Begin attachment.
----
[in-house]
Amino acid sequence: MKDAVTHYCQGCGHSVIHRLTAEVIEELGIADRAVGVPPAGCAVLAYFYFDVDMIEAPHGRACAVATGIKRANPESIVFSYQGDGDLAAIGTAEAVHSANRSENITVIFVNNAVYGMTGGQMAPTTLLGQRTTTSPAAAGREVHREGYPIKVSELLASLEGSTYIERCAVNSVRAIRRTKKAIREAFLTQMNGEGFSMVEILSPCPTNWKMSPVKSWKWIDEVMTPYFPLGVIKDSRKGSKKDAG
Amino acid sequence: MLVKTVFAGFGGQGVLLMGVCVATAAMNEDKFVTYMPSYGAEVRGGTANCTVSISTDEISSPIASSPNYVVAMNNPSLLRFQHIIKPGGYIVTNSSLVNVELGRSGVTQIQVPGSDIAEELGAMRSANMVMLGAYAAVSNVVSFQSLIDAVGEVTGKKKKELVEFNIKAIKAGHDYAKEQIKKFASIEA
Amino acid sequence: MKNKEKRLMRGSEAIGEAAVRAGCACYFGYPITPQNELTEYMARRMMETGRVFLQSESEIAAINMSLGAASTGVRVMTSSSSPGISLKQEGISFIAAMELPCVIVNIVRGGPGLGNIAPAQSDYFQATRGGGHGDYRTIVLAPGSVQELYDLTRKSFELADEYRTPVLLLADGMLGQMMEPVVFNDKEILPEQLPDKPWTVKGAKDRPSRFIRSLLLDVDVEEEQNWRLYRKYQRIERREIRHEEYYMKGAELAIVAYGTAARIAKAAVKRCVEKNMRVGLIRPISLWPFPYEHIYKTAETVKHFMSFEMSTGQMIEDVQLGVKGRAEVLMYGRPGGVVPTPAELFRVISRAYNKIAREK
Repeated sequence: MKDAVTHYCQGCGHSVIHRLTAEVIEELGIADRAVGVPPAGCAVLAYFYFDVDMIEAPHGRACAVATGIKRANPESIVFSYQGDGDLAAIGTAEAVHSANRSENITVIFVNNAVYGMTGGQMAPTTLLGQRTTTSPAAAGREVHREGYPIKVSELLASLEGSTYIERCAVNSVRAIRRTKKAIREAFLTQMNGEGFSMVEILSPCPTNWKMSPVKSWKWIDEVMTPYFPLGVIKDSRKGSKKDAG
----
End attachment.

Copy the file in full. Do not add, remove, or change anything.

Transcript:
[in-house]
Amino acid sequence: MKDAVTHYCQGCGHSVIHRLTAEVIEELGIADRAVGVPPAGCAVLAYFYFDVDMIEAPHGRACAVATGIKRANPESIVFSYQGDGDLAAIGTAEAVHSANRSENITVIFVNNAVYGMTGGQMAPTTLLGQRTTTSPAAAGREVHREGYPIKVSELLASLEGSTYIERCAVNSVRAIRRTKKAIREAFLTQMNGEGFSMVEILSPCPTNWKMSPVKSWKWIDEVMTPYFPLGVIKDSRKGSKKDAG
Amino acid sequence: MLVKTVFAGFGGQGVLLMGVCVATAAMNEDKFVTYMPSYGAEVRGGTANCTVSISTDEISSPIASSPNYVVAMNNPSLLRFQHIIKPGGYIVTNSSLVNVELGRSGVTQIQVPGSDIAEELGAMRSANMVMLGAYAAVSNVVSFQSLIDAVGEVTGKKKKELVEFNIKAIKAGHDYAKEQIKKFASIEA
Amino acid sequence: MKNKEKRLMRGSEAIGEAAVRAGCACYFGYPITPQNELTEYMARRMMETGRVFLQSESEIAAINMSLGAASTGVRVMTSSSSPGISLKQEGISFIAAMELPCVIVNIVRGGPGLGNIAPAQSDYFQATRGGGHGDYRTIVLAPGSVQELYDLTRKSFELADEYRTPVLLLADGMLGQMMEPVVFNDKEILPEQLPDKPWTVKGAKDRPSRFIRSLLLDVDVEEEQNWRLYRKYQRIERREIRHEEYYMKGAELAIVAYGTAARIAKAAVKRCVEKNMRVGLIRPISLWPFPYEHIYKTAETVKHFMSFEMSTGQMIEDVQLGVKGRAEVLMYGRPGGVVPTPAELFRVISRAYNKIAREK
Repeated sequence: MKDAVTHYCQGCGHSVIHRLTAEVIEELGIADRAVGVPPAGCAVLAYFYFDVDMIEAPHGRACAVATGIKRANPESIVFSYQGDGDLAAIGTAEAVHSANRSENITVIFVNNAVYGMTGGQMAPTTLLGQRTTTSPAAAGREVHREGYPIKVSELLASLEGSTYIERCAVNSVRAIRRTKKAIREAFLTQMNGEGFSMVEILSPCPTNWKMSPVKSWKWIDEVMTPYFPLGVIKDSRKGSKKDAG